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Two Incumbents, Two Newcomers Elected To Cincinnati School Board

Two incumbents and two newcomers were elected to the Cincinnati Board of Education Tuesday night.

Ryan Messer, a former Over-the-Rhine activist, was the top vote-getter in a field of 13 candidates, followed by the current board president, Ericka Copeland-Dansby, newcomer Mike Moroski and incumbent Melanie Bates.  Bates won the fourth seat in the unofficial vote count by only 100 votes over challenger Renee Hevia. If the difference between them remains under one-half of a percentage point after the provisional ballots are counted, there will be an automatic recount. Hevia could end up as the eventual winner in a few weeks.

The candidates were vying for four seats on the seven-member school board. An incumbent, Daniel Minera, finished dead last.

Messer is new to elective office, but not to politics.

He and his husband Jimmy and their three children live in North Avondale, but when he was active in the Over-the-Rhine Community Council, he was an ardent supporter of building the streetcar and often butted heads with streetcar opponents such as Mayor John Cranley.

For the past twenty years, he has worked for Johnson & Johnson, working in sales, marketing and professional education.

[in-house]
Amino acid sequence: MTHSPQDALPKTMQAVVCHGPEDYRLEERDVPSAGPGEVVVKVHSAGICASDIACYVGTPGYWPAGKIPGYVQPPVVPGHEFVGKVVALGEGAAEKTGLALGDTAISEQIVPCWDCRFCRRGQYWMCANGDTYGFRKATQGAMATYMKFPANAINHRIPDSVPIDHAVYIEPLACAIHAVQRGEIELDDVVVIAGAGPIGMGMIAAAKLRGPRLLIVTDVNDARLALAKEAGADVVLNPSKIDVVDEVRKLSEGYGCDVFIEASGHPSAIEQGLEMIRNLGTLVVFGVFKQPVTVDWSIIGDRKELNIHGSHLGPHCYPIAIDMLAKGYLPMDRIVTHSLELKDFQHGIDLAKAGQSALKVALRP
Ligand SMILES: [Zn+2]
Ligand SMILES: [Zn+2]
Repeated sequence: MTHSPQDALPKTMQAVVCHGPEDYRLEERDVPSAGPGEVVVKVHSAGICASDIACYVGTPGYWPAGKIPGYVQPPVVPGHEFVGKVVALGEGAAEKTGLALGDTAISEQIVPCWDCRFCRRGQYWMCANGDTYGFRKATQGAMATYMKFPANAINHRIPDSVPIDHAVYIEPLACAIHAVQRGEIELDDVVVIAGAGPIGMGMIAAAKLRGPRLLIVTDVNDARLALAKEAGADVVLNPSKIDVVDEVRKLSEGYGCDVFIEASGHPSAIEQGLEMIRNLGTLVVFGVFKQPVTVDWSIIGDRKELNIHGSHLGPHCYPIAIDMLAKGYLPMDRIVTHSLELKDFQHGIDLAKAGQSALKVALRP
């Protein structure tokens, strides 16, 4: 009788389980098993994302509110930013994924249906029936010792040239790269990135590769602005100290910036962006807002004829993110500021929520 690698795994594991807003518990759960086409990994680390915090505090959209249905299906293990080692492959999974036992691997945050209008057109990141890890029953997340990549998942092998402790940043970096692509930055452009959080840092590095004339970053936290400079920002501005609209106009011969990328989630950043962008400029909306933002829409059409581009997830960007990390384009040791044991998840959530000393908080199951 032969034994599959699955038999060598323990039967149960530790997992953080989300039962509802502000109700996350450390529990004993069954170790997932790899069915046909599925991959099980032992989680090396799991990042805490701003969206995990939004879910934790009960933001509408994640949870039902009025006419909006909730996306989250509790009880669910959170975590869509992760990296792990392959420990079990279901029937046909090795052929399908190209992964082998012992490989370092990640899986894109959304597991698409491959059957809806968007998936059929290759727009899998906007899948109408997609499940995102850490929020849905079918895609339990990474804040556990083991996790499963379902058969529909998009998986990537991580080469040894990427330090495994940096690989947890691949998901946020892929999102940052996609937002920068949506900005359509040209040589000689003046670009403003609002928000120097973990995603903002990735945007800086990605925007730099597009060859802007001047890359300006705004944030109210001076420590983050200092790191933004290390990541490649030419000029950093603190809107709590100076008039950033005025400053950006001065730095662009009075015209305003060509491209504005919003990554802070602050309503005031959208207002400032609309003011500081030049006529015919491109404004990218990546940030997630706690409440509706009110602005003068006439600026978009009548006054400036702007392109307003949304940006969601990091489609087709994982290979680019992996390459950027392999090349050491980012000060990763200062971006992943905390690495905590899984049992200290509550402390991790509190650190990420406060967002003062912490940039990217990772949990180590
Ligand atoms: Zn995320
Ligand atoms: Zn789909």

During the campaign, he promised to make clear that the board and the superintendent have different jobs.

"Curriculum is the job of the superintendent, not the board," Messer told WVXU. "The board's job is finding a sound fiscal basis for the district and setting policy."

Moroski is the former dean of student life and assistant principal at Purcell Marian High School who was dismissed in 2013 for expressing his support for same-sex marriage. Presently, he is the director of UpSpring, a non-profit which serves the needs of homeless children.

During the campaign, Moroski told WVXU that Cincinnati Public Schools must do more to recruit and retain minority teachers. But, he said, the likelihood of African-American students in Cincinnati schools wanting to become teachers is remote.

"Until these young black kids feel comfortable in their own schools, they sure as hell aren't going to come back to that environment to teach,'' Moroski said.

Copeland-Dansby is currently the board president. She is the executive director of Wesley Community Services and a former teacher.

She told WVXU during the campaign that she will focus on "best practices" in early childhood education, and implement policies centered on accountability and measurable results.

Bates has been on the school board for 16 years. She previously served on the Ohio Board of Education.

She told WVXU she is a supporter of the school system's Vision 2020 plan, which would bring neighborhood schools up to the level of the district's magnet schools.

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